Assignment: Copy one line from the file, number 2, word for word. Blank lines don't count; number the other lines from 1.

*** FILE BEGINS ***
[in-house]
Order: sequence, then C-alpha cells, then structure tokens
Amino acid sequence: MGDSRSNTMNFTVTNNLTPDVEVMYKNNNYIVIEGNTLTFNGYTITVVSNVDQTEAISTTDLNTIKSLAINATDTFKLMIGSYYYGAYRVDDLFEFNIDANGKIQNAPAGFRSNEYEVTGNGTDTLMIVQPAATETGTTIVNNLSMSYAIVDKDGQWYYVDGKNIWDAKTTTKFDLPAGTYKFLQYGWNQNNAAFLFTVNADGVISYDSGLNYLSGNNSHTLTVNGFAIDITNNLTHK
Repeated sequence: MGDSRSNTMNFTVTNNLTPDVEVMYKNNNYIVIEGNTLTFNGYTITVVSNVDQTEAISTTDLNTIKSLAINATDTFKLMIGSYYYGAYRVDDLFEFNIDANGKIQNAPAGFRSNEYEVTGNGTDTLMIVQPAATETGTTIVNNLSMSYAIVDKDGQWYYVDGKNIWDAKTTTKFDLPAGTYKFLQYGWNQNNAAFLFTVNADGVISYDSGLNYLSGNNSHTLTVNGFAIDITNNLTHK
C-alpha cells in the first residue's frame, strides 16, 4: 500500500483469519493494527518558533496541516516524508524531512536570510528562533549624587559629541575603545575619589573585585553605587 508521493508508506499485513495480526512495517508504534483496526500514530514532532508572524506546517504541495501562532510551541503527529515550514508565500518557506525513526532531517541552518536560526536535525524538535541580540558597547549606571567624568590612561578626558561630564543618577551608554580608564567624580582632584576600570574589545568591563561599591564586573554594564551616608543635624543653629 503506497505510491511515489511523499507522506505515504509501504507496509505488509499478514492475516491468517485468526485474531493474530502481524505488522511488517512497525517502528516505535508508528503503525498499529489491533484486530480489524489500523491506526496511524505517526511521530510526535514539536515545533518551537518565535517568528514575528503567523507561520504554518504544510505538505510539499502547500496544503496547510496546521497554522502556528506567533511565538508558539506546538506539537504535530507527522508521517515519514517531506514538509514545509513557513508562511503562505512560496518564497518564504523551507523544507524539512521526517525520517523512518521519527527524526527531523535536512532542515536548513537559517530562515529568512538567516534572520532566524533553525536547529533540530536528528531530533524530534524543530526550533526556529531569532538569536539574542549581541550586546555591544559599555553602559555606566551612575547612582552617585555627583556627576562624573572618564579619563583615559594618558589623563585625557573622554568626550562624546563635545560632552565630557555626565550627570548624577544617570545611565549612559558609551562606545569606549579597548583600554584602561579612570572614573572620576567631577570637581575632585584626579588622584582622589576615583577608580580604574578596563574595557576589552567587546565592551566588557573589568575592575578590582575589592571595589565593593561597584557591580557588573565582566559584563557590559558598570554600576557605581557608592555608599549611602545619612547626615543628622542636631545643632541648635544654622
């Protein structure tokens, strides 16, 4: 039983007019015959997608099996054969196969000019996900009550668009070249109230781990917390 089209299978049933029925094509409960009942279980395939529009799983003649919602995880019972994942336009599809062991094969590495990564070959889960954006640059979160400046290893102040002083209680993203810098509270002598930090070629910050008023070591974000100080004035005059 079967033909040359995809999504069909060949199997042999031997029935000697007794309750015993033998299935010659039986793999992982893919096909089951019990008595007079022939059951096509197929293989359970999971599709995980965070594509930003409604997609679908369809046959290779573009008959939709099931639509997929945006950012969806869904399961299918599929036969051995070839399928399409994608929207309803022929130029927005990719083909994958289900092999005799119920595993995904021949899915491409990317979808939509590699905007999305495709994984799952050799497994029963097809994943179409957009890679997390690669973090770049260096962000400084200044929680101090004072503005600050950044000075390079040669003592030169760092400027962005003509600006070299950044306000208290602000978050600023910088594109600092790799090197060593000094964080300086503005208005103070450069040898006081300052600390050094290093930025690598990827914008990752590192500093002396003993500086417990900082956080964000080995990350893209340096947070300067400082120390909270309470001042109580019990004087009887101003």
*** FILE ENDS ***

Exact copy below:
Order: sequence, then C-alpha cells, then structure tokens